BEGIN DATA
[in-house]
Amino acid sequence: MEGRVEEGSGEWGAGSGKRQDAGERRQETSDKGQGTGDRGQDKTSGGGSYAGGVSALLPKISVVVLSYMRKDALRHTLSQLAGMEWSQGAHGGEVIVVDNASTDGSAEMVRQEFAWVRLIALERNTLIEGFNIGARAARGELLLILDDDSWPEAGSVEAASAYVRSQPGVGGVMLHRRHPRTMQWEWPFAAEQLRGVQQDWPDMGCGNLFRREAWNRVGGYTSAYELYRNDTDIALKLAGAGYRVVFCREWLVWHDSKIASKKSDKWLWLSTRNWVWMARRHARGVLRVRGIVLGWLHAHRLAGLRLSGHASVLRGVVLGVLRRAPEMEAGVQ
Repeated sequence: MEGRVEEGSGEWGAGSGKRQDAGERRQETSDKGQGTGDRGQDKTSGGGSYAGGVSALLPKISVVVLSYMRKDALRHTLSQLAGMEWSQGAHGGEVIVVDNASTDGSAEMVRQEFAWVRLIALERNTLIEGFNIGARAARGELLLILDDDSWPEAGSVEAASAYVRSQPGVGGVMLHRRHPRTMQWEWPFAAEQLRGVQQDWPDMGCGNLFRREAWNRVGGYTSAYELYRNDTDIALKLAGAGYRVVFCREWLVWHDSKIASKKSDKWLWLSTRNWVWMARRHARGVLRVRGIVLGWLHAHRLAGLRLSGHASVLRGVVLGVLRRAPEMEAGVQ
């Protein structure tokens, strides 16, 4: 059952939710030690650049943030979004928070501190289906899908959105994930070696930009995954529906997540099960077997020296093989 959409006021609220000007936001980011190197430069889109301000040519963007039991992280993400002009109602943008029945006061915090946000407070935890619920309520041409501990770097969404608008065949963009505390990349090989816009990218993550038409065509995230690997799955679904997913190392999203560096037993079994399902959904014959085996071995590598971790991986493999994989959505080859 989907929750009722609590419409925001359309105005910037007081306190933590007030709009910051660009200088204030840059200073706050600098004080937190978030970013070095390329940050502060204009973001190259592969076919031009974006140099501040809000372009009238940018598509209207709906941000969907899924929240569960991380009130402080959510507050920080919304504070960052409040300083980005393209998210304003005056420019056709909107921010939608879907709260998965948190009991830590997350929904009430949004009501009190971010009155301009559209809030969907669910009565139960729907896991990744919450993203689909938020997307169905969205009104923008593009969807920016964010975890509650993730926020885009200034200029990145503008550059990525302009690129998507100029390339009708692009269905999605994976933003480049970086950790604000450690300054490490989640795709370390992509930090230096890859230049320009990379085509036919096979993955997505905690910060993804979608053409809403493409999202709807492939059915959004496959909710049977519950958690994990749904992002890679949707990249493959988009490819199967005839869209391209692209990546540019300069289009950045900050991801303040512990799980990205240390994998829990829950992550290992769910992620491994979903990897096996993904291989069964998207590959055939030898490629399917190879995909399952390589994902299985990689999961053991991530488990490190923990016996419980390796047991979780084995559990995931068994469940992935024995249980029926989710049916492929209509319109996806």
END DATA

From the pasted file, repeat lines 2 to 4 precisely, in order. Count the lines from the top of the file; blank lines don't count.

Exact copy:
Amino acid sequence: MEGRVEEGSGEWGAGSGKRQDAGERRQETSDKGQGTGDRGQDKTSGGGSYAGGVSALLPKISVVVLSYMRKDALRHTLSQLAGMEWSQGAHGGEVIVVDNASTDGSAEMVRQEFAWVRLIALERNTLIEGFNIGARAARGELLLILDDDSWPEAGSVEAASAYVRSQPGVGGVMLHRRHPRTMQWEWPFAAEQLRGVQQDWPDMGCGNLFRREAWNRVGGYTSAYELYRNDTDIALKLAGAGYRVVFCREWLVWHDSKIASKKSDKWLWLSTRNWVWMARRHARGVLRVRGIVLGWLHAHRLAGLRLSGHASVLRGVVLGVLRRAPEMEAGVQ
Repeated sequence: MEGRVEEGSGEWGAGSGKRQDAGERRQETSDKGQGTGDRGQDKTSGGGSYAGGVSALLPKISVVVLSYMRKDALRHTLSQLAGMEWSQGAHGGEVIVVDNASTDGSAEMVRQEFAWVRLIALERNTLIEGFNIGARAARGELLLILDDDSWPEAGSVEAASAYVRSQPGVGGVMLHRRHPRTMQWEWPFAAEQLRGVQQDWPDMGCGNLFRREAWNRVGGYTSAYELYRNDTDIALKLAGAGYRVVFCREWLVWHDSKIASKKSDKWLWLSTRNWVWMARRHARGVLRVRGIVLGWLHAHRLAGLRLSGHASVLRGVVLGVLRRAPEMEAGVQ
């Protein structure tokens, strides 16, 4: 059952939710030690650049943030979004928070501190289906899908959105994930070696930009995954529906997540099960077997020296093989 959409006021609220000007936001980011190197430069889109301000040519963007039991992280993400002009109602943008029945006061915090946000407070935890619920309520041409501990770097969404608008065949963009505390990349090989816009990218993550038409065509995230690997799955679904997913190392999203560096037993079994399902959904014959085996071995590598971790991986493999994989959505080859 989907929750009722609590419409925001359309105005910037007081306190933590007030709009910051660009200088204030840059200073706050600098004080937190978030970013070095390329940050502060204009973001190259592969076919031009974006140099501040809000372009009238940018598509209207709906941000969907899924929240569960991380009130402080959510507050920080919304504070960052409040300083980005393209998210304003005056420019056709909107921010939608879907709260998965948190009991830590997350929904009430949004009501009190971010009155301009559209809030969907669910009565139960729907896991990744919450993203689909938020997307169905969205009104923008593009969807920016964010975890509650993730926020885009200034200029990145503008550059990525302009690129998507100029390339009708692009269905999605994976933003480049970086950790604000450690300054490490989640795709370390992509930090230096890859230049320009990379085509036919096979993955997505905690910060993804979608053409809403493409999202709807492939059915959004496959909710049977519950958690994990749904992002890679949707990249493959988009490819199967005839869209391209692209990546540019300069289009950045900050991801303040512990799980990205240390994998829990829950992550290992769910992620491994979903990897096996993904291989069964998207590959055939030898490629399917190879995909399952390589994902299985990689999961053991991530488990490190923990016996419980390796047991979780084995559990995931068994469940992935024995249980029926989710049916492929209509319109996806």